The first thing is that the equation is in *[]*, which means the final answer will be converted to a list.

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[ for x in range(num_samples)] |

The *range()* function generates a list of numbers from 0 to *num_samples*. So we are saying loop over a variable *x* from 0 to 48000, the number of samples we have.

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[np.sin(2 * np.pi * frequency * x/sampling_rate)] |

This says that for each *x* that we generated, run it through the formula for the sine wave,

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2 * pi * f * t. |

So if we look at the code again:

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sine_wave = [np.sin(2 * np.pi * frequency * x/sampling_rate) for x in range(num_samples)] |

It says generate x in the range of 0 to num_samples, and for each of that *x* value, generate a value that is the sine of that. You can think of this value as the *y* axis values. All these values are then put in a list. Easy peasy.

1 2 3 4 5 6 7 8 9 |
nframes=num_samples comptype="NONE" compname="not compressed" nchannels=1 sampwidth=2 |

Okay, now it’s time to write the sine wave to a file. We are going to use Python’s inbuilt wave library. Here we set the paramerters. *nframes* is the number of frames or samples.

*comptype* and *compname* both signal the same thing: The data isn’t compressed. *nchannels* is the number of channels, which is 1. *sampwidth* is the sample width in bytes. As I mentioned earlier, wave files are usually 16 bits or 2 bytes per sample.

1 2 3 |
wav_file=wave.open(file, 'w') wav_file.setparams((nchannels, sampwidth, int(sampling_rate), nframes, comptype, compname)) |

We open the file and set the parameters.

1 2 |
for s in sine_wave: wav_file.writeframes(struct.pack('h', int(s*amplitude))) |

This might require some explanation. We are writing the sine_wave sample by sample. *writeframes* is the function that writes a sine wave. All that is simple. This might confuse you:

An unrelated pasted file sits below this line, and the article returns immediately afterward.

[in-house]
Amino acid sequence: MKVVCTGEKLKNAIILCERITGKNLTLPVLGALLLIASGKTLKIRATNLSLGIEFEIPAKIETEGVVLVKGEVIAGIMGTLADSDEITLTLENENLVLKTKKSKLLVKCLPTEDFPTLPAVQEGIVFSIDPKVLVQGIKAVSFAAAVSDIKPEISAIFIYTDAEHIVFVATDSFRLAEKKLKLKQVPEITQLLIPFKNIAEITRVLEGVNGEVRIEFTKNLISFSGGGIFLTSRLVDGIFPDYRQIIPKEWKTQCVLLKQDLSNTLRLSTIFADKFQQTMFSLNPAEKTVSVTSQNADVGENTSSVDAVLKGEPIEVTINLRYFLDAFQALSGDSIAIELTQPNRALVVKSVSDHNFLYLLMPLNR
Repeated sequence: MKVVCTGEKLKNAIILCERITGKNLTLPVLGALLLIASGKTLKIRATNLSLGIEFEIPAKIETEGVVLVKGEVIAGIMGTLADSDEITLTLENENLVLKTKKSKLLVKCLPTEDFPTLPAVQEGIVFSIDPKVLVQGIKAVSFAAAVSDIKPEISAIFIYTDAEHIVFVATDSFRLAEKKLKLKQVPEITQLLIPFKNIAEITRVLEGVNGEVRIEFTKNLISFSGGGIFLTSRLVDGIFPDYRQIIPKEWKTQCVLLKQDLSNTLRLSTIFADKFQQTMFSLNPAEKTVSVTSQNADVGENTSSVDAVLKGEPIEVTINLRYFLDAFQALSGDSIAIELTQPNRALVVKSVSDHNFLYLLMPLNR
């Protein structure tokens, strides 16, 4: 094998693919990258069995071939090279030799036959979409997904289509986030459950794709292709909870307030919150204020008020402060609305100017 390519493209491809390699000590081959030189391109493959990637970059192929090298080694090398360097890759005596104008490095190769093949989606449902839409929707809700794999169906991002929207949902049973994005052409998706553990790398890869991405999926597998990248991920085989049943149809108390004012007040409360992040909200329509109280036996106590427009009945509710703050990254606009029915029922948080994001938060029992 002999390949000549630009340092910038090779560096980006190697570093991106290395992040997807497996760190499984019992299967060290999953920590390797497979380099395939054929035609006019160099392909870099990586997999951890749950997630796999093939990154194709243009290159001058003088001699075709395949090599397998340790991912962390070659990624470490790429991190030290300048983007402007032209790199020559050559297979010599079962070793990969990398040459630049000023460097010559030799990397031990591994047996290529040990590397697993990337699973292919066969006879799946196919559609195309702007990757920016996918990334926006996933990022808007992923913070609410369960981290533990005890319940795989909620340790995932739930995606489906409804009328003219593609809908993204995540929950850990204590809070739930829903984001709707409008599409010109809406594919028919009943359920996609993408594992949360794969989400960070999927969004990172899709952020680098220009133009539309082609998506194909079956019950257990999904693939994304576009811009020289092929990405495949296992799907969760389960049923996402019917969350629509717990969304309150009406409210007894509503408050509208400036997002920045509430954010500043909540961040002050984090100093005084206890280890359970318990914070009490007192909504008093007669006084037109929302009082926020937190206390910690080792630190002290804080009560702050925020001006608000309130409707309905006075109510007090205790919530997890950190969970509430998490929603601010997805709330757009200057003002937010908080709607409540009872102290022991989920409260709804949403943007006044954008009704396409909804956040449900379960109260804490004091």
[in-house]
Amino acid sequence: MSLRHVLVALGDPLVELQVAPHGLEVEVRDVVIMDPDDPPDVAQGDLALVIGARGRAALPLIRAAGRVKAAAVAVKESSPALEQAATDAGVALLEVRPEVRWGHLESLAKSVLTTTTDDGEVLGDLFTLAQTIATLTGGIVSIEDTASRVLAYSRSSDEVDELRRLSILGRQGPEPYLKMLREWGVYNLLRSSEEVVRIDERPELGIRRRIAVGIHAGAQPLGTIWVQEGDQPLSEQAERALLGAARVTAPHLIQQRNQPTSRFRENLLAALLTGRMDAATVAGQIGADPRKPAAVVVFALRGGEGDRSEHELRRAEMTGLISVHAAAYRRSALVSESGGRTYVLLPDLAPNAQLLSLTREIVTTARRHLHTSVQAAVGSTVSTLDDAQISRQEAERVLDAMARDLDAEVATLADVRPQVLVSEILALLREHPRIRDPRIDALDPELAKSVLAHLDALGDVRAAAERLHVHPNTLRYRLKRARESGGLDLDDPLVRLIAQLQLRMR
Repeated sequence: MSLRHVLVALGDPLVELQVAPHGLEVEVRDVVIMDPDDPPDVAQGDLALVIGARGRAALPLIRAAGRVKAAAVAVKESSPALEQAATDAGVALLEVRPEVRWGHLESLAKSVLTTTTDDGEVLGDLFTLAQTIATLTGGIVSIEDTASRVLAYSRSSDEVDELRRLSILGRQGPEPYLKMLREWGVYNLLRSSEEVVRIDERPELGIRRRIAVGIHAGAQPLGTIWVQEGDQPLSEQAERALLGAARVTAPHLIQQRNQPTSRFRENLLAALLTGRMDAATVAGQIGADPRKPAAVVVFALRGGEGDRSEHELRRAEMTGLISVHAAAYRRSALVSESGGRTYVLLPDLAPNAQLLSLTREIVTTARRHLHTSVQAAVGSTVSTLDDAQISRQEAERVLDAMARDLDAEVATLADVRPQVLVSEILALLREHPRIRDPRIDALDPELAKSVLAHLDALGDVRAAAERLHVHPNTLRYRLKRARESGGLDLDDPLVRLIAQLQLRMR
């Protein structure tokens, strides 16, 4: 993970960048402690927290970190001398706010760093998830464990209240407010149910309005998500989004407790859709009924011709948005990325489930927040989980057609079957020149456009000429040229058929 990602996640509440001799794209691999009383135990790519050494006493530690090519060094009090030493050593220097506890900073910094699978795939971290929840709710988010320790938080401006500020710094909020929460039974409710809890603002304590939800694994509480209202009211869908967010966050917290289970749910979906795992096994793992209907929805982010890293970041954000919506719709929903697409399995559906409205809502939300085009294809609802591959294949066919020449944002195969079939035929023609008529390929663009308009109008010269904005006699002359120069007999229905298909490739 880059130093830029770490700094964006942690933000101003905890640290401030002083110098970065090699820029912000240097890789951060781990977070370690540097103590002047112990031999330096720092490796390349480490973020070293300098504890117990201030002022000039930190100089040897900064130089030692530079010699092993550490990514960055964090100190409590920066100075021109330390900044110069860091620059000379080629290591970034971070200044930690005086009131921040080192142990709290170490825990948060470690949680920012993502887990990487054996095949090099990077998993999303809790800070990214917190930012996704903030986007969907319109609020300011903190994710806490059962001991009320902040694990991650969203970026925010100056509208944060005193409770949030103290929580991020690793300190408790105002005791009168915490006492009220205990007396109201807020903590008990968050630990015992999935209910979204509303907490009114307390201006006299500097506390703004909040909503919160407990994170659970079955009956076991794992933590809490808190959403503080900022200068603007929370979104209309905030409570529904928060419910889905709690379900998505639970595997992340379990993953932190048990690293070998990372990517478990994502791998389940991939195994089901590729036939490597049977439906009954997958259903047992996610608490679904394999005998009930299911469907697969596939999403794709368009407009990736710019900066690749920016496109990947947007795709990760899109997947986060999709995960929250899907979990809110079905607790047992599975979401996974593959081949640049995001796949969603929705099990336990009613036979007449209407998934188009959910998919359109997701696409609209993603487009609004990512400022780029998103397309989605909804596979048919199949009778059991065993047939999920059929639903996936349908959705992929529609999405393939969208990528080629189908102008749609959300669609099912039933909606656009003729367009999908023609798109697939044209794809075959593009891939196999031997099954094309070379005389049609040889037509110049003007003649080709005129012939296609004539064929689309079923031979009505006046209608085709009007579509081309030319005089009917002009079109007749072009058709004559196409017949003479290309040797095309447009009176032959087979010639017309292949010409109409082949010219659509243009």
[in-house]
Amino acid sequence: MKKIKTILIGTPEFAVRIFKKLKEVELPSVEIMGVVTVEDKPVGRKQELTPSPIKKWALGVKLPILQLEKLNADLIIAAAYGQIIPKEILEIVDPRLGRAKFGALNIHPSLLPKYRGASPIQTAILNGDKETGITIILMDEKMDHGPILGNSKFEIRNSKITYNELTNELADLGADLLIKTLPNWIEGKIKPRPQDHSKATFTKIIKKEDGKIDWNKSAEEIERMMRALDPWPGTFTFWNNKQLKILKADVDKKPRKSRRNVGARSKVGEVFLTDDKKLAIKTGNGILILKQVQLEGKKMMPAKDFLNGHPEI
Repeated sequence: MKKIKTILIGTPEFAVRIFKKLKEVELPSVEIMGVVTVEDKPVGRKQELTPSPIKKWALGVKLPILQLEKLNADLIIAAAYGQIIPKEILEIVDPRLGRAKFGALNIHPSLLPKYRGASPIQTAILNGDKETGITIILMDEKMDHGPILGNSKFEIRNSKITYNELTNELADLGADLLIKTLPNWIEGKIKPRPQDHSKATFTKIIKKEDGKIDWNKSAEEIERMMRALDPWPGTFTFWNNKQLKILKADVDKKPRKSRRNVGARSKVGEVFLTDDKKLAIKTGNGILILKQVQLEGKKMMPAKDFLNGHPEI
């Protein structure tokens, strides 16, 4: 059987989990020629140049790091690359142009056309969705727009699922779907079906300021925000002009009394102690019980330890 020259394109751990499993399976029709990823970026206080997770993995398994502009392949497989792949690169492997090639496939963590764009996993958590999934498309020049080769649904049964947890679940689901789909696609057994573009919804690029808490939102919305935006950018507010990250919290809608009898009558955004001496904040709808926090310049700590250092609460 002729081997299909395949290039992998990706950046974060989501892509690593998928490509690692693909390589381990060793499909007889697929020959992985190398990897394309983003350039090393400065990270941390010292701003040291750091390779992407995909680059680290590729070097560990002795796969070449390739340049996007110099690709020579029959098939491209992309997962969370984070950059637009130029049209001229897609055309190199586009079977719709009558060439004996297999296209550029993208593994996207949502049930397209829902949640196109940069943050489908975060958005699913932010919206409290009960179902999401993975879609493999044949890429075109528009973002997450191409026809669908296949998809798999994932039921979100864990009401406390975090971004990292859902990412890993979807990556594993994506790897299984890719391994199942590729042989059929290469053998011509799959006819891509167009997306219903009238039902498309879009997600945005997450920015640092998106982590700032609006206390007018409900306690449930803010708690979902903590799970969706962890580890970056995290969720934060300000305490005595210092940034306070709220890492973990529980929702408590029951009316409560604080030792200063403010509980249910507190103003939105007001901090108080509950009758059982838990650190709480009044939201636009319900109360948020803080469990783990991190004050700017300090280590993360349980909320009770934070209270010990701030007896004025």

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struct.pack('h', int(s*amplitude)) |

So let’s break it down into parts.

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int(s*amplitude) |

*s* is the single sample of the sine_wave we are writing. I am multiplying it with the amplitude here (to convert to fixed point). We could have done it earlier, but I’m doing it here, as this is where it matters, when we are writing to a file.

Now,the data we have is just a list of numbers. If we write it to a file, it will not be readable by an audio player.

Struct is a Python library that takes our data and packs it as binary data. The *h* in the code means 16 bit number.

To understand what packing does, let’s look at an example in IPython.

1 2 3 4 5 6 7 8 9 |
In [1]: import numpy as np In [2]: np.sin(0.5) Out[2]: 0.47942553860420301 In [5]: 0.479*16000 Out[5]: 7664.0 |

I am using *0.5* as an example above.

So we take the sin of 0.5, and convert it to a fixed point number by multiplying it by 16000. Now if we were to write this to file, it would just write 7664 as a string, which would be wrong. Let’s look at what struct does:

1 2 3 |
In [6]: struct.pack('h', 7664) Out[6]: 'xf0x1d' |

*x* means the number is a hexadecimal. As you can see, struct has turned our number 7664 into 2 hex values: 0xf0 and 0x1d.

Why 0xf0 0x1d? Well, if you convert 7664 to hex, you will get 0xf01d.

Why two values? Because we are using 16 bit values and our number can’t fit in one. So struct broke it into two numbers.

Since the numbers are now in hex, they can be read by other programs, including our audio players.

Coming back to our code:

1 2 |
for s in sine_wave: wav_file.writeframes(struct.pack('h', int(s*amplitude))) |

This will take our sine wave samples and write it to our file, *test.wav*, packed as 16 bit audio.

Play the file in any audio player you have- Windows Media player, VLC etc. You should hear a very short tone.

Now, we need to check if the frequency of the tone is correct. I am going to use Audacity, a open source audio player with a ton of features. One of them is that we can find the frequency of audio files. Let’s open up Audacity.

So we have a sine wave. Note that the wave goes as high as 0.5, while 1.0 is the maximum value. Remember we multiplied by 16000, which was half of 36767, which was full scale?

Now to find the frequency. Go to Edit-> Select All (or press Ctrl A), then Analyse-> Plot Spectrum.